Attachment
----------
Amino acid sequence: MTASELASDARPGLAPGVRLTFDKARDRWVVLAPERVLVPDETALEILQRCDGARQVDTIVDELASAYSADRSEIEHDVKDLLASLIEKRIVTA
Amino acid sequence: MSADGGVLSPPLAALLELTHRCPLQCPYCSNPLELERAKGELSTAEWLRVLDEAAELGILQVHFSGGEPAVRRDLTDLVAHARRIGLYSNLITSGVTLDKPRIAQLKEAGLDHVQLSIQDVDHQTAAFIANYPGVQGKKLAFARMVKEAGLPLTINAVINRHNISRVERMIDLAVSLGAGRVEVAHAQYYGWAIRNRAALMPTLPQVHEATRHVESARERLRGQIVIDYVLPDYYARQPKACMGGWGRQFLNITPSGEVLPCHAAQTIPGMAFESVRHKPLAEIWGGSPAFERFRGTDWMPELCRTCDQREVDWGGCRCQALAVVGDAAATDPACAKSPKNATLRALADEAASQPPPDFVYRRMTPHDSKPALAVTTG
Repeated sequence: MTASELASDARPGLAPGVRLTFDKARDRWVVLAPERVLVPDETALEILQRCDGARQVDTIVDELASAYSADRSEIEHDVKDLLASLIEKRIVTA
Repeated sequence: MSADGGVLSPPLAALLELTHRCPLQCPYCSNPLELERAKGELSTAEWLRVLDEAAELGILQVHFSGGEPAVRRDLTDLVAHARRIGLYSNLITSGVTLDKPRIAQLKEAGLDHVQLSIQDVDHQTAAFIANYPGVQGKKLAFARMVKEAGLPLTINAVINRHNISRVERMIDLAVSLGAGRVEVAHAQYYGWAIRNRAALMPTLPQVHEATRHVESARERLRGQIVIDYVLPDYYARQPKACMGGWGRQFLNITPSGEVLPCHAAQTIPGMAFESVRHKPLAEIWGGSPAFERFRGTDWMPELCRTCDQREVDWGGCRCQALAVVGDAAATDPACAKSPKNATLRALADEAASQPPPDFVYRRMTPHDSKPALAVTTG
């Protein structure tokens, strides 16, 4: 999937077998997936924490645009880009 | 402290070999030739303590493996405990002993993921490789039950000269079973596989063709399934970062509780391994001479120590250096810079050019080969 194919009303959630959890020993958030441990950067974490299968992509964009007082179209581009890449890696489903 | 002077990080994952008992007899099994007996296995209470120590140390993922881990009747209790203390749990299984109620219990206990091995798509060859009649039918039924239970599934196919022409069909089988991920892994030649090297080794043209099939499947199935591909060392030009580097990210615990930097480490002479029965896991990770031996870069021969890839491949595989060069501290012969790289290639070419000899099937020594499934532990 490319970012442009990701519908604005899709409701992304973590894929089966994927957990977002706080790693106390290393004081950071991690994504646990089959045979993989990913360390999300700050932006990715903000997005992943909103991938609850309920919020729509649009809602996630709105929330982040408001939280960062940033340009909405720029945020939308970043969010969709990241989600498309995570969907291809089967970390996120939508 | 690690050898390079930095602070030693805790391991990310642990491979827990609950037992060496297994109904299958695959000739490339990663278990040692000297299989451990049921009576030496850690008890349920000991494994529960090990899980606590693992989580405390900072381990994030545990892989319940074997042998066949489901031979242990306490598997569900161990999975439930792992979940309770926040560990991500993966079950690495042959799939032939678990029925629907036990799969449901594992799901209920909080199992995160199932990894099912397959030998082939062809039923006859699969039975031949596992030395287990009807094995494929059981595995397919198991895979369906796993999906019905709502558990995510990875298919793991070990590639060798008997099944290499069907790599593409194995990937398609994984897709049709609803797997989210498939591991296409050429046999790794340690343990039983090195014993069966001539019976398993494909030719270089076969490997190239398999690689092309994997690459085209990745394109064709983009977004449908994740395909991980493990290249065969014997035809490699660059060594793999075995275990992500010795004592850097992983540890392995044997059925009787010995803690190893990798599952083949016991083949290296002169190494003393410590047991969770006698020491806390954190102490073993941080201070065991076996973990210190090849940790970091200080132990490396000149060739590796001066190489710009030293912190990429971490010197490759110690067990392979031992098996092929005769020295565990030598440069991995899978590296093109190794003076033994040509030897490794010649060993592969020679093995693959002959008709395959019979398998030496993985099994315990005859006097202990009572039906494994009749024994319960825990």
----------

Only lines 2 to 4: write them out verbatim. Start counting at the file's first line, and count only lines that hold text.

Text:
Amino acid sequence: MSADGGVLSPPLAALLELTHRCPLQCPYCSNPLELERAKGELSTAEWLRVLDEAAELGILQVHFSGGEPAVRRDLTDLVAHARRIGLYSNLITSGVTLDKPRIAQLKEAGLDHVQLSIQDVDHQTAAFIANYPGVQGKKLAFARMVKEAGLPLTINAVINRHNISRVERMIDLAVSLGAGRVEVAHAQYYGWAIRNRAALMPTLPQVHEATRHVESARERLRGQIVIDYVLPDYYARQPKACMGGWGRQFLNITPSGEVLPCHAAQTIPGMAFESVRHKPLAEIWGGSPAFERFRGTDWMPELCRTCDQREVDWGGCRCQALAVVGDAAATDPACAKSPKNATLRALADEAASQPPPDFVYRRMTPHDSKPALAVTTG
Repeated sequence: MTASELASDARPGLAPGVRLTFDKARDRWVVLAPERVLVPDETALEILQRCDGARQVDTIVDELASAYSADRSEIEHDVKDLLASLIEKRIVTA
Repeated sequence: MSADGGVLSPPLAALLELTHRCPLQCPYCSNPLELERAKGELSTAEWLRVLDEAAELGILQVHFSGGEPAVRRDLTDLVAHARRIGLYSNLITSGVTLDKPRIAQLKEAGLDHVQLSIQDVDHQTAAFIANYPGVQGKKLAFARMVKEAGLPLTINAVINRHNISRVERMIDLAVSLGAGRVEVAHAQYYGWAIRNRAALMPTLPQVHEATRHVESARERLRGQIVIDYVLPDYYARQPKACMGGWGRQFLNITPSGEVLPCHAAQTIPGMAFESVRHKPLAEIWGGSPAFERFRGTDWMPELCRTCDQREVDWGGCRCQALAVVGDAAATDPACAKSPKNATLRALADEAASQPPPDFVYRRMTPHDSKPALAVTTG